According to recent reports the median sales during the third quarter homes in Manhattan have dropped under $1 Million, some speculating to the new taxes on higher-end homes.
Looking back to last quarter's report, the results are in on the newly-established Mansion Tax in New York: it prompted a large number of sales in a race to beat the July 1, 2019 deadline. Since then, buyers are uncertain. The new tax coupled with recession speculation has slowed and shifted the market. Manhattan saw 12% fewer sales this quarter compared to 2018. The increased sales were seen in 2015, 2016, and 2017 deserve consideration, however, and 2018 and 2019 trends are suggestive of market normalization, not crash.
According to Compass For $3M and above, the fewest since 2015. Many look back to 2008 and want to avoid purchasing at the wrong time, so even with low mortgage rates, buyers are appropriately re-evaluating their price range and opting for something slightly less expensive. De- clines in overall average price and average size but the limited reduction in average price per square foot supports this.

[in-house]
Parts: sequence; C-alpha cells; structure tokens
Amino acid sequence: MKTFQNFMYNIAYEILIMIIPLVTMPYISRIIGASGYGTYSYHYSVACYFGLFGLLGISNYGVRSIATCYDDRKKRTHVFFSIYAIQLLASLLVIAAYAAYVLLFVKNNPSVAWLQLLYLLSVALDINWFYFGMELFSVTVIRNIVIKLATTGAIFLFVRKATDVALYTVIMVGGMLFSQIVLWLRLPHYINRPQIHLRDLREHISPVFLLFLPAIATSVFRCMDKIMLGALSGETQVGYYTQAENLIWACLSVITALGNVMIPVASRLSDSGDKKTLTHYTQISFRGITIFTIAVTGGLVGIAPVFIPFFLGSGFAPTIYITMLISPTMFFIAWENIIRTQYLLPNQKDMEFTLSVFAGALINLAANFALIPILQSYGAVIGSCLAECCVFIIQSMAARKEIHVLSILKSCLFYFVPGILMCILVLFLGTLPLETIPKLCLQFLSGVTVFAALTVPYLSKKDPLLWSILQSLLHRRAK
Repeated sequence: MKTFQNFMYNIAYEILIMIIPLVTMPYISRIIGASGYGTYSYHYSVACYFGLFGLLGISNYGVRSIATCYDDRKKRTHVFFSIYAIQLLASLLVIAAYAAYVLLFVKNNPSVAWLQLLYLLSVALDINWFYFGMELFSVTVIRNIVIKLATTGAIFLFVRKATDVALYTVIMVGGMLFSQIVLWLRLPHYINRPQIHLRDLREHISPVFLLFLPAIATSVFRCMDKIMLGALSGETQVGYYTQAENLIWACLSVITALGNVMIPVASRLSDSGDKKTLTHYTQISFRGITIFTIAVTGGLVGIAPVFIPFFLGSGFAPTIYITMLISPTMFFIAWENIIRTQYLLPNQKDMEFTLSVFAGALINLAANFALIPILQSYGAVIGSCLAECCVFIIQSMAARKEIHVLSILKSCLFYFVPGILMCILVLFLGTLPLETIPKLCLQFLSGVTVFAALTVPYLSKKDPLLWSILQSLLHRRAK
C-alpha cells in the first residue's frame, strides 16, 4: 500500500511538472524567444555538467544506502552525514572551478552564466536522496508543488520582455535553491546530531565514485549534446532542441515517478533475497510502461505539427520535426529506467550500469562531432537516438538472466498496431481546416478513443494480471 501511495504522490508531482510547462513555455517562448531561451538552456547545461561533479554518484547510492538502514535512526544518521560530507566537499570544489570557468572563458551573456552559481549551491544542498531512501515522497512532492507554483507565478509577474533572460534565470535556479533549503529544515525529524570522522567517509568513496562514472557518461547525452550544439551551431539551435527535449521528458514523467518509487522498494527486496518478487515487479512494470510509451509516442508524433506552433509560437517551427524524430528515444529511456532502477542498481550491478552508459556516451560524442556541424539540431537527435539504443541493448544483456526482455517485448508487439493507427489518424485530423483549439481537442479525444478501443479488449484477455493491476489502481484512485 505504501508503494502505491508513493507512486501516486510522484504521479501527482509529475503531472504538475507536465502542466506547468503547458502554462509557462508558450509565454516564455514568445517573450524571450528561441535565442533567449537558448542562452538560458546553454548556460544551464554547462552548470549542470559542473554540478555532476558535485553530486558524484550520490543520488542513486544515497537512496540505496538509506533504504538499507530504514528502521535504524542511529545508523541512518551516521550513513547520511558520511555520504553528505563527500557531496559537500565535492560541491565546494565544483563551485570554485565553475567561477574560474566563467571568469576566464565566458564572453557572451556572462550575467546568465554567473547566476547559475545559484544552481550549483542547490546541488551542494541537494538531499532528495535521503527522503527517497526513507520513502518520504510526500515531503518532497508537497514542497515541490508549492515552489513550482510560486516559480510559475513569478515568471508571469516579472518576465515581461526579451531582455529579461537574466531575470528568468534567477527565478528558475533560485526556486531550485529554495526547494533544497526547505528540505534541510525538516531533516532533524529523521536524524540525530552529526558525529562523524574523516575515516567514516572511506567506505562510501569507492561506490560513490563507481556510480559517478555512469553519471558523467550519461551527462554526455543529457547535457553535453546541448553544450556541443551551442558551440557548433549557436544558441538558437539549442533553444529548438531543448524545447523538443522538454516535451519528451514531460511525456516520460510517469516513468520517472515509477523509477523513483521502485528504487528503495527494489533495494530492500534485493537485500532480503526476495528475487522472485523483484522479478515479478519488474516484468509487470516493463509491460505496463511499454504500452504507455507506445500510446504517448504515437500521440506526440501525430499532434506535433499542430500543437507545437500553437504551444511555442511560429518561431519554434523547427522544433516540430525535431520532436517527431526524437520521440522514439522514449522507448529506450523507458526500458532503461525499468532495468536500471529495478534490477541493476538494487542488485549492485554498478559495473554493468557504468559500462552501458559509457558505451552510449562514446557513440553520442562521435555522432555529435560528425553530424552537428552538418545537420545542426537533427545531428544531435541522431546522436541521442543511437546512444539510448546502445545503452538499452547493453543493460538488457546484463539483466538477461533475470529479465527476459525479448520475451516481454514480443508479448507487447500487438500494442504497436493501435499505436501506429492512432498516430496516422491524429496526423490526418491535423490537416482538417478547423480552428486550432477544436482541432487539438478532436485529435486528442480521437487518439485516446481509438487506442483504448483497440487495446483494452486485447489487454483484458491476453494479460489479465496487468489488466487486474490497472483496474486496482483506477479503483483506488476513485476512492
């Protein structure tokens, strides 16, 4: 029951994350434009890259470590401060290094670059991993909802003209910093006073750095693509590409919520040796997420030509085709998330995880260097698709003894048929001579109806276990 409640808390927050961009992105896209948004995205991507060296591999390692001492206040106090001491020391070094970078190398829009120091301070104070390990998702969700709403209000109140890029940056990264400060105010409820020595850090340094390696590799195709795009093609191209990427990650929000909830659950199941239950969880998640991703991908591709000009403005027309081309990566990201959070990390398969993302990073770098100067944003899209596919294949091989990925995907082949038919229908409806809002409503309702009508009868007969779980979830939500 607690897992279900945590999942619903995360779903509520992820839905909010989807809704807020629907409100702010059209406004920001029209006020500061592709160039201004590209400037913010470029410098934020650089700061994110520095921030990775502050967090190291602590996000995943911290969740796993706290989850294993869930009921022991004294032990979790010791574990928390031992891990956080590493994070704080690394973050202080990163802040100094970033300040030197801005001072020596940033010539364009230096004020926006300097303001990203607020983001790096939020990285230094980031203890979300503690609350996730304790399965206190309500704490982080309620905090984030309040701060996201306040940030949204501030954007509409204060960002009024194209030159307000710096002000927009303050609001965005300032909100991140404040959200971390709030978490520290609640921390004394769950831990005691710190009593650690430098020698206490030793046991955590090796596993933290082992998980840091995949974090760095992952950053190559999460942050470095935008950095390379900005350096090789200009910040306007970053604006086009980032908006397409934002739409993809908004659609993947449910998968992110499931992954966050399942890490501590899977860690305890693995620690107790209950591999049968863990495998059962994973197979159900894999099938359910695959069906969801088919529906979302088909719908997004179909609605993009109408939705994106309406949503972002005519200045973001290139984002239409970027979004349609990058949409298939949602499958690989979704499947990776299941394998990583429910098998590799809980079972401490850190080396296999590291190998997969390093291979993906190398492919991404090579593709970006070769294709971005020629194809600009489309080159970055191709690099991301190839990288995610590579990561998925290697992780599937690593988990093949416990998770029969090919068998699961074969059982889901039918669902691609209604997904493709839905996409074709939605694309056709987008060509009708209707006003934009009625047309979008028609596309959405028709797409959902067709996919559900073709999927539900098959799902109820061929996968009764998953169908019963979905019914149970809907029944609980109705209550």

The Halstead’s Third Quarter 2019 Market Report, states that the volume of Manhattan apartment sales dropped 16% from the third quarter of 2018, with sales over $5 million falling 48%. This pushed the average apartment price down to $1,652,565, 13% below a year ago.
“Increases in transfer and mansion taxes starting July 1st pushed buyers and sellers to close before the end of June. Unsurprisingly, this led to higher-than-usual activity in high-end sales last quarter. Third quarter data reflects a more accurate snapshot of the current market – continued price correction. We remain in a buyers’ market and looking towards the end of the year, we expect sellers to price sharply and realistically to get deals done,” said Diane M. Ramirez, Chairman & CEO of Halstead.
All is not lost while, the Warburg Realty’s Q3 report by CEO Frederick Warburg Peters claims the New York real estate market is finding equilibrium as the market continued to stabilize over the summer. While agents still find the market extremely challenging (particularly at the ultra-high-end), there is an overall sense that prices are settling at a level anywhere between 10% and 20% below their 2015 highs. And, as that happens, some buyers recognize a moment of opportunity and see these price reductions and less expensive asking prices as invitations to re-enter the market.